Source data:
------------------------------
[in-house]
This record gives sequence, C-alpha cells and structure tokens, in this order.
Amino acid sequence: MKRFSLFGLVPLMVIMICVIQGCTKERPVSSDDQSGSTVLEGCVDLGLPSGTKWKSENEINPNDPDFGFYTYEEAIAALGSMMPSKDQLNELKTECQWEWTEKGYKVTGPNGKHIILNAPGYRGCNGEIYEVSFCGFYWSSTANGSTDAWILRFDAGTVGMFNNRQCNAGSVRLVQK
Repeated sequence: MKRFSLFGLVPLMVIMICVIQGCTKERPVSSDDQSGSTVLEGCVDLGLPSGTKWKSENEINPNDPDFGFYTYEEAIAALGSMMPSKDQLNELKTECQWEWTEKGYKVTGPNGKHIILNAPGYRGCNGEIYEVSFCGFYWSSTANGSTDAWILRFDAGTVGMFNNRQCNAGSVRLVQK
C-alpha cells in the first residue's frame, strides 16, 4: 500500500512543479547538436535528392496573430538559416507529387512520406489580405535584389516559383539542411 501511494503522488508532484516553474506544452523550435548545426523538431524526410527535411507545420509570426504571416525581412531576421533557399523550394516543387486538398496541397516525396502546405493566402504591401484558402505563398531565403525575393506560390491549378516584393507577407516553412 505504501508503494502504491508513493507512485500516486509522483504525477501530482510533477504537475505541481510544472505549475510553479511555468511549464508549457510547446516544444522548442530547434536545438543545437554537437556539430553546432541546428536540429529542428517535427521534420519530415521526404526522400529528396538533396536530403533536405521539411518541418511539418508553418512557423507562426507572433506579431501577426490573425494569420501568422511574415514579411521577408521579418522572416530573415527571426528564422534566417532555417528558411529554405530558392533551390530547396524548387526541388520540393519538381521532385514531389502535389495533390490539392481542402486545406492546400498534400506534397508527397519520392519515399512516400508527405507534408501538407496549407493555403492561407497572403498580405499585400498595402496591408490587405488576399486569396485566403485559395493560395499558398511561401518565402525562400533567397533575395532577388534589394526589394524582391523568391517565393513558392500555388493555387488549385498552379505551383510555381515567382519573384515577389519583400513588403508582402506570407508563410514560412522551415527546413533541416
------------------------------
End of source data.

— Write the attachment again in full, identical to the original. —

[in-house]
This record gives sequence, C-alpha cells and structure tokens, in this order.
Amino acid sequence: MKRFSLFGLVPLMVIMICVIQGCTKERPVSSDDQSGSTVLEGCVDLGLPSGTKWKSENEINPNDPDFGFYTYEEAIAALGSMMPSKDQLNELKTECQWEWTEKGYKVTGPNGKHIILNAPGYRGCNGEIYEVSFCGFYWSSTANGSTDAWILRFDAGTVGMFNNRQCNAGSVRLVQK
Repeated sequence: MKRFSLFGLVPLMVIMICVIQGCTKERPVSSDDQSGSTVLEGCVDLGLPSGTKWKSENEINPNDPDFGFYTYEEAIAALGSMMPSKDQLNELKTECQWEWTEKGYKVTGPNGKHIILNAPGYRGCNGEIYEVSFCGFYWSSTANGSTDAWILRFDAGTVGMFNNRQCNAGSVRLVQK
C-alpha cells in the first residue's frame, strides 16, 4: 500500500512543479547538436535528392496573430538559416507529387512520406489580405535584389516559383539542411 501511494503522488508532484516553474506544452523550435548545426523538431524526410527535411507545420509570426504571416525581412531576421533557399523550394516543387486538398496541397516525396502546405493566402504591401484558402505563398531565403525575393506560390491549378516584393507577407516553412 505504501508503494502504491508513493507512485500516486509522483504525477501530482510533477504537475505541481510544472505549475510553479511555468511549464508549457510547446516544444522548442530547434536545438543545437554537437556539430553546432541546428536540429529542428517535427521534420519530415521526404526522400529528396538533396536530403533536405521539411518541418511539418508553418512557423507562426507572433506579431501577426490573425494569420501568422511574415514579411521577408521579418522572416530573415527571426528564422534566417532555417528558411529554405530558392533551390530547396524548387526541388520540393519538381521532385514531389502535389495533390490539392481542402486545406492546400498534400506534397508527397519520392519515399512516400508527405507534408501538407496549407493555403492561407497572403498580405499585400498595402496591408490587405488576399486569396485566403485559395493560395499558398511561401518565402525562400533567397533575395532577388534589394526589394524582391523568391517565393513558392500555388493555387488549385498552379505551383510555381515567382519573384515577389519583400513588403508582402506570407508563410514560412522551415527546413533541416